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Social media: Impact of Instagram and TikTok on mental health

We are living in a virtual world. To be young, outgoing, and to not have social media – a categorial paradox.

Instagram. TikTok. The two websites to define my generation, whether I asked for it or not. Nowadays, simply not joining the hype is increasingly less of an option.

The shock on people’s faces when you tell them you don’t have Instagram is a little unnerving, when you think about it. I am living in a world with almost eight billion people, almost two-hundred countries, and weird and wonderful things to see outside my own front door all day and all night long. But the fact that I don’t have a virtual profile on a virtual app in a virtual world is considered, to most people, simply horrifying.

Instagram is the site on which celebrity influencers, often with millions to their names, promote the new normal of expensive dinners, exquisite jewellery, and lavish holidays to the millions of average citizens. The same people who have watched them on ‘Love Island’ all summer long can now feel closer to them than ever, their every move being only one tap away.

And when it’s not our favourite reality TV stars’ lives we are consuming online, it’s those with whom we went to school, worked in our part-time job two summers ago, those whom we met last month when we were merry at a festival. A two second username swap, and a lifetime of stalking, a lifetime of comparison, with ease and with obsession. Surely, that can’t be healthy.

Naturally, humans are aware of and want to combat competition. However, is there any way the brain could be developed enough to deal with the colossal number of people, and hence competition, to which we are exposed through social media? Anthropologist Dr Anna Machin says biological evolution isn't adapted to online relationships. “We're whipping ahead with all this innovation, doing these amazing things, but the biological evolution hasn't evolved and isn't adapted to having social relationships online. So, there's this massive mismatch.” (1)

The exposure to the never-ending supply of videos, photos, and information about the so-considered perfect people we see on the internet was something people didn’t have to contend with twenty years ago. Celebrities were celebrities. Their lives were a world away from ours. These days, their lives are just one click away. We can digest more of them than ever before, and even interact with them, and our brains don’t always do well with that.

The negative impacts of TikTok resemble those of Instagram: overexposure to skewed information, addiction, unhealthy comparison. But there is one extra issue to be noted. TikTok is a website on which the users post videos of one minute or shorter in length to their page, resulting in consumers of these videos being required to concentrate on one topic for no more than sixty seconds. Whatever happened to reading a novel, or a non-fiction book about a topic of interest? Do people still enjoy listening to an album, a full body of work, or a podcast, or watching a documentary? Or are we all just reaching for our phones, hoping the TikTok algorithm will ensure that a whole playlist of thirty-second videos on some topic of other, made by goodness-knows-who, will keep us entertained for two hours? Alternatively, do we just reach for our phone out of comfort, not realising that we are about to be hooked on what can end up being complete nonsense but will rob the next two hours of our day from us? How can people be expected to end their session and close the app, despite knowing the next video lined up for them could be the funniest thing they have seen all week? Could the answer be to not open the app at all? Is TikTok stealing our true passions and interests for a short-lived laugh?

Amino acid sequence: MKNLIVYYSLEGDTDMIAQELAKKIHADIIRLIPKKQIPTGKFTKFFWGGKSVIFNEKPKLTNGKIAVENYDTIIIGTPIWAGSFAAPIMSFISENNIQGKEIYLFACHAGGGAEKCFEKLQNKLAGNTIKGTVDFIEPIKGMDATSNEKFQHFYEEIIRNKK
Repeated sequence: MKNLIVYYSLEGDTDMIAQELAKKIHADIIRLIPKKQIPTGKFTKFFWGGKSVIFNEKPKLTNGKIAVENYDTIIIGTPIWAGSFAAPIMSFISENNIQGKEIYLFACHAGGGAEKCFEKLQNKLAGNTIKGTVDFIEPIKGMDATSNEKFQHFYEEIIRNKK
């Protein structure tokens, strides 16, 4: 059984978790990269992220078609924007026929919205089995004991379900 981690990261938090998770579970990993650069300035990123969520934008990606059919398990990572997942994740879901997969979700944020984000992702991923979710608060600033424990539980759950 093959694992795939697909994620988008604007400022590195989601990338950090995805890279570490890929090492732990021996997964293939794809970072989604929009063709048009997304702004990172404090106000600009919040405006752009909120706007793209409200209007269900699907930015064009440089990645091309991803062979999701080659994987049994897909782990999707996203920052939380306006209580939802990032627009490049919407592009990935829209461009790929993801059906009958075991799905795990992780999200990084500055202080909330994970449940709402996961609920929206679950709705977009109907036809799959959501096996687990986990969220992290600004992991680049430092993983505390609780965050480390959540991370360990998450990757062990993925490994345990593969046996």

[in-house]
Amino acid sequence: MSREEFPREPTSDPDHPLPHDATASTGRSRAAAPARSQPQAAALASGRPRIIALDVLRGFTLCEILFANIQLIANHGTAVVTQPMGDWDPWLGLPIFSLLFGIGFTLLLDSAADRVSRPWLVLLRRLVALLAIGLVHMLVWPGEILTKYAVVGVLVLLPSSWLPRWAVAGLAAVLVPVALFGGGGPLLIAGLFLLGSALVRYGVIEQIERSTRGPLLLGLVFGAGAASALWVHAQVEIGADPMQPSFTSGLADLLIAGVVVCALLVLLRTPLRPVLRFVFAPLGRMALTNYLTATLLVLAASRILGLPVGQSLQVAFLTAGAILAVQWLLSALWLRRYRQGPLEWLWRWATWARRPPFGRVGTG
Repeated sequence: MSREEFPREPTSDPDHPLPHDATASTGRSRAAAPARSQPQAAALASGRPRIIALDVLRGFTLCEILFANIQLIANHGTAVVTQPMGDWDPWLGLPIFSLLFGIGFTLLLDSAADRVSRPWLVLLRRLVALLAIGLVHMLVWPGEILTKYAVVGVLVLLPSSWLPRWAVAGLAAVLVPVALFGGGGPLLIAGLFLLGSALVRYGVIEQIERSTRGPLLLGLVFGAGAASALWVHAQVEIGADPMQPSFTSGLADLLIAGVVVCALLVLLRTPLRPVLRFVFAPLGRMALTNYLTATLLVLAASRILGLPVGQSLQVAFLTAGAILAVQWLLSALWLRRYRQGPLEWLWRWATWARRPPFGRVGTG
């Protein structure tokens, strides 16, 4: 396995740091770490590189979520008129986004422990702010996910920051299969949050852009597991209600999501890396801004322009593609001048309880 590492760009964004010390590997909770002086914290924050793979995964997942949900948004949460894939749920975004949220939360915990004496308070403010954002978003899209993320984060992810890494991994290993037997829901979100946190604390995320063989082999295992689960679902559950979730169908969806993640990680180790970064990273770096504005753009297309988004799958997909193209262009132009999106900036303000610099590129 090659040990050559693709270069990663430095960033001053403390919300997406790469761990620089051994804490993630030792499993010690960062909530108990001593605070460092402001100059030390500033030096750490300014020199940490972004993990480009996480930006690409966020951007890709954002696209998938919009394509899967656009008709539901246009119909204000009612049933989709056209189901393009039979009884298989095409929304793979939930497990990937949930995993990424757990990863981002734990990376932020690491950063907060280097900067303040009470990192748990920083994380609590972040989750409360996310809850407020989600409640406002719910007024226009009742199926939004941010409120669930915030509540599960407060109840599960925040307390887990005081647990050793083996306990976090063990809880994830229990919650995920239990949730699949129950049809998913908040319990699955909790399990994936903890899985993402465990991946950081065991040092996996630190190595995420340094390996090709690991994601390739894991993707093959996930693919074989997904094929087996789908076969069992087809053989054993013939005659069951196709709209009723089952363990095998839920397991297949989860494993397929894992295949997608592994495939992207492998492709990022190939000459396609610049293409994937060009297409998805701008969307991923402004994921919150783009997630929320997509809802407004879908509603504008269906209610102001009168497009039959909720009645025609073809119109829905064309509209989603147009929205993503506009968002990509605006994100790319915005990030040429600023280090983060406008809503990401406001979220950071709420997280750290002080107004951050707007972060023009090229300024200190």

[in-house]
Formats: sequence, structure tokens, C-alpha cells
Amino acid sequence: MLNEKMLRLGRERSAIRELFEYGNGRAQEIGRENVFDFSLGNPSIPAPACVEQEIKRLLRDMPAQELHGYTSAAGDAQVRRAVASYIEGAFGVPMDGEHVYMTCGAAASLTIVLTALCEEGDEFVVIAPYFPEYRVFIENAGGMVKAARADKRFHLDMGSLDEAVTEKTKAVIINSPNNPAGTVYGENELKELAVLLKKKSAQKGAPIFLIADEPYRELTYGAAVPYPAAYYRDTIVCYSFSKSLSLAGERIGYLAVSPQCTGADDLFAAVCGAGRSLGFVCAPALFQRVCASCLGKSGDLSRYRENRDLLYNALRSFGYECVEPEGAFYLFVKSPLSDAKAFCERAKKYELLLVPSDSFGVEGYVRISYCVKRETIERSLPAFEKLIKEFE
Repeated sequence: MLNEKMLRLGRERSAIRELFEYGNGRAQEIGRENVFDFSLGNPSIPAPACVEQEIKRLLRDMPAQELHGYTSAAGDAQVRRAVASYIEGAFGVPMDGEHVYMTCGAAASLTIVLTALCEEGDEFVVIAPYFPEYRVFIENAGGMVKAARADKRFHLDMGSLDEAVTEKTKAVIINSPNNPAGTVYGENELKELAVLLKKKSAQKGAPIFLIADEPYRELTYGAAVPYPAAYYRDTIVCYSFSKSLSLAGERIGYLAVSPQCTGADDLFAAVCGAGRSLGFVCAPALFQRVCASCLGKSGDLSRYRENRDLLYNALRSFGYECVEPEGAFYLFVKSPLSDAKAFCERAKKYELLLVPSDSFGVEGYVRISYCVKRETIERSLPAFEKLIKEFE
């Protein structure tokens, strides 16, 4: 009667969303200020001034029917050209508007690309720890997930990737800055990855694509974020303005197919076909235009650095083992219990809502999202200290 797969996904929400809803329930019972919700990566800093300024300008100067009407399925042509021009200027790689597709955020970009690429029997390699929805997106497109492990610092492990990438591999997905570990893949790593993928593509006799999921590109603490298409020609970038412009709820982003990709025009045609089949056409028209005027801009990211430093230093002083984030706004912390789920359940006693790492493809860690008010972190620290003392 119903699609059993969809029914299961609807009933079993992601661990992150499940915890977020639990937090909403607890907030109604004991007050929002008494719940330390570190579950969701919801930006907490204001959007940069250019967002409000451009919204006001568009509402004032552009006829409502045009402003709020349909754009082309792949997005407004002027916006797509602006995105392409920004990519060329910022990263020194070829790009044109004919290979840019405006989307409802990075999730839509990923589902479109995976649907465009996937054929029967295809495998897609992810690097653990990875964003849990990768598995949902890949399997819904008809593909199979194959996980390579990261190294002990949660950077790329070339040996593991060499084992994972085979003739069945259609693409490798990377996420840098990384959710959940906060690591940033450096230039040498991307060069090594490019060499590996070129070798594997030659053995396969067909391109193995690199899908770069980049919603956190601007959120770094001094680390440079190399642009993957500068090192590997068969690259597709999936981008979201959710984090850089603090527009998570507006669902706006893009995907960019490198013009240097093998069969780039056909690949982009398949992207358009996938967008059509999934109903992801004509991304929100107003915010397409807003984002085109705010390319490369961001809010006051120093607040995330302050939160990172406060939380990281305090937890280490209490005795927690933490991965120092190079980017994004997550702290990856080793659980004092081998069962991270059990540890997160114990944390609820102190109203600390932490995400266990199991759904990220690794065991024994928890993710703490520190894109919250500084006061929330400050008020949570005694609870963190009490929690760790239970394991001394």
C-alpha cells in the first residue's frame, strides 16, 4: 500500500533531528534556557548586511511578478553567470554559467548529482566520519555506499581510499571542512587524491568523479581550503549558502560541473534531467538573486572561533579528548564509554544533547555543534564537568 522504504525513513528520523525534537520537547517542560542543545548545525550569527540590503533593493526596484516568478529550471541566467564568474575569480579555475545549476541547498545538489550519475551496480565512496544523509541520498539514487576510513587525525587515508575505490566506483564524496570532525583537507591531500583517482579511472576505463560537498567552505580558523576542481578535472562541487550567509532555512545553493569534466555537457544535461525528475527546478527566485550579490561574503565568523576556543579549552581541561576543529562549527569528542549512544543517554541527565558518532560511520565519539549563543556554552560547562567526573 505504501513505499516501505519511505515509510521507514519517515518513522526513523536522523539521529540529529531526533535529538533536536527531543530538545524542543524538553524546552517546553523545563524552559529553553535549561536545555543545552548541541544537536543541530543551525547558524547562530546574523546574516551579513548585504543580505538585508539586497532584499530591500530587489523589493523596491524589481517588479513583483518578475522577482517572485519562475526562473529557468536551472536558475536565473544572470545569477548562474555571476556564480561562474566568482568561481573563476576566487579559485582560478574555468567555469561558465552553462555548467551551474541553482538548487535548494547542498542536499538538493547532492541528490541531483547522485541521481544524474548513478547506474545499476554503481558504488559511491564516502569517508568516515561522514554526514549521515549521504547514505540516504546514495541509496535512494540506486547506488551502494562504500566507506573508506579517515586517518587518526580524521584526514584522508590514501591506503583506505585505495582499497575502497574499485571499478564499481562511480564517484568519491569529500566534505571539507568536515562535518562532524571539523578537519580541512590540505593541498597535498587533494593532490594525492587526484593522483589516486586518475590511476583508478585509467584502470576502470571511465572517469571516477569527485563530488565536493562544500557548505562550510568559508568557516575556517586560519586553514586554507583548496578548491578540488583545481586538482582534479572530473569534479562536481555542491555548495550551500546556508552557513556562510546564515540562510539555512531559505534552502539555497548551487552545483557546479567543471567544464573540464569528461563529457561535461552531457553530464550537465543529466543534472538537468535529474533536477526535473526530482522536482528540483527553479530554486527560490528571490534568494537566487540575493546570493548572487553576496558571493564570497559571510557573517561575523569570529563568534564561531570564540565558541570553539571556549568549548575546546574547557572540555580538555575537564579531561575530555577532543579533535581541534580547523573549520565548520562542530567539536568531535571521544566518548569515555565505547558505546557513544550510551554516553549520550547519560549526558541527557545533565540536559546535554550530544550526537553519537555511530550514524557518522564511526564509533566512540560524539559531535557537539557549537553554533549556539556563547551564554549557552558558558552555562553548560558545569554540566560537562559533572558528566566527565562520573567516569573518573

Have you ever considered the way in which social media is like gambling? There is no mistaking the rush of adrenaline we get when opening our apps, animatedly waiting to find out whether we have new likes, new messages, new followers. And when we do – an instant rush of dopamine. This hit makes us happy and is exactly that what can lead us to become addicted – we want more! (2) This sensation can be likened to gambling, and heavy social media usage can even result in a brain scan with a notable similarity to that of an addicted gambler. (2)

But it is not all bad. Following friends’ travels as if you’re there with them, sharing some love on someone’s post about whom you care, but to whom you haven’t had the time to reach out, and finding out about events, parties, opportunities… can all be heart-warming experiences. It is, as with many things in life, best consumed in moderation. However, one final message we would perhaps all do well to remember: if you do not pay for the product, you are the product.

1. Martin, A., 2018. Have our brains just not evolved for social media?. [online] TechRadar. Available at: <> [Accessed 16 June 2022].

2. Fotuhi, M., 2020. What Social Media Does to Your Brain - NeuroGrow. [online] NeuroGrow. Available at: <> [Accessed 16 June 2022].


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